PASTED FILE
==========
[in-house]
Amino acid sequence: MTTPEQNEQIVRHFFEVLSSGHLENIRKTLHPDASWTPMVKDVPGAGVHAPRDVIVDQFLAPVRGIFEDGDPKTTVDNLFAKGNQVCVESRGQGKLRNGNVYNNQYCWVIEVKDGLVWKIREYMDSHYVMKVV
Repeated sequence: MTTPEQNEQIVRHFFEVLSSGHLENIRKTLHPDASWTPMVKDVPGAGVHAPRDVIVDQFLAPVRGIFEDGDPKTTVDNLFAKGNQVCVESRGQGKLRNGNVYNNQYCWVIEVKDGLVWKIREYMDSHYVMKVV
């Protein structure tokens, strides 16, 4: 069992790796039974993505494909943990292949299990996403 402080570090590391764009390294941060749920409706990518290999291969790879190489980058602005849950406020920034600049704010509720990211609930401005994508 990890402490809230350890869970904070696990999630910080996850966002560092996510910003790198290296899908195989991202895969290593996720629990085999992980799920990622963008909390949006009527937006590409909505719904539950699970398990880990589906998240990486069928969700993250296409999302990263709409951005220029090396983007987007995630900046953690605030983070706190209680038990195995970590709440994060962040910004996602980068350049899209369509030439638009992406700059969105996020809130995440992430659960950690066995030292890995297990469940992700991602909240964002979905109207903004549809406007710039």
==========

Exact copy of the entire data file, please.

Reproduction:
[in-house]
Amino acid sequence: MTTPEQNEQIVRHFFEVLSSGHLENIRKTLHPDASWTPMVKDVPGAGVHAPRDVIVDQFLAPVRGIFEDGDPKTTVDNLFAKGNQVCVESRGQGKLRNGNVYNNQYCWVIEVKDGLVWKIREYMDSHYVMKVV
Repeated sequence: MTTPEQNEQIVRHFFEVLSSGHLENIRKTLHPDASWTPMVKDVPGAGVHAPRDVIVDQFLAPVRGIFEDGDPKTTVDNLFAKGNQVCVESRGQGKLRNGNVYNNQYCWVIEVKDGLVWKIREYMDSHYVMKVV
């Protein structure tokens, strides 16, 4: 069992790796039974993505494909943990292949299990996403 402080570090590391764009390294941060749920409706990518290999291969790879190489980058602005849950406020920034600049704010509720990211609930401005994508 990890402490809230350890869970904070696990999630910080996850966002560092996510910003790198290296899908195989991202895969290593996720629990085999992980799920990622963008909390949006009527937006590409909505719904539950699970398990880990589906998240990486069928969700993250296409999302990263709409951005220029090396983007987007995630900046953690605030983070706190209680038990195995970590709440994060962040910004996602980068350049899209369509030439638009992406700059969105996020809130995440992430659960950690066995030292890995297990469940992700991602909240964002979905109207903004549809406007710039």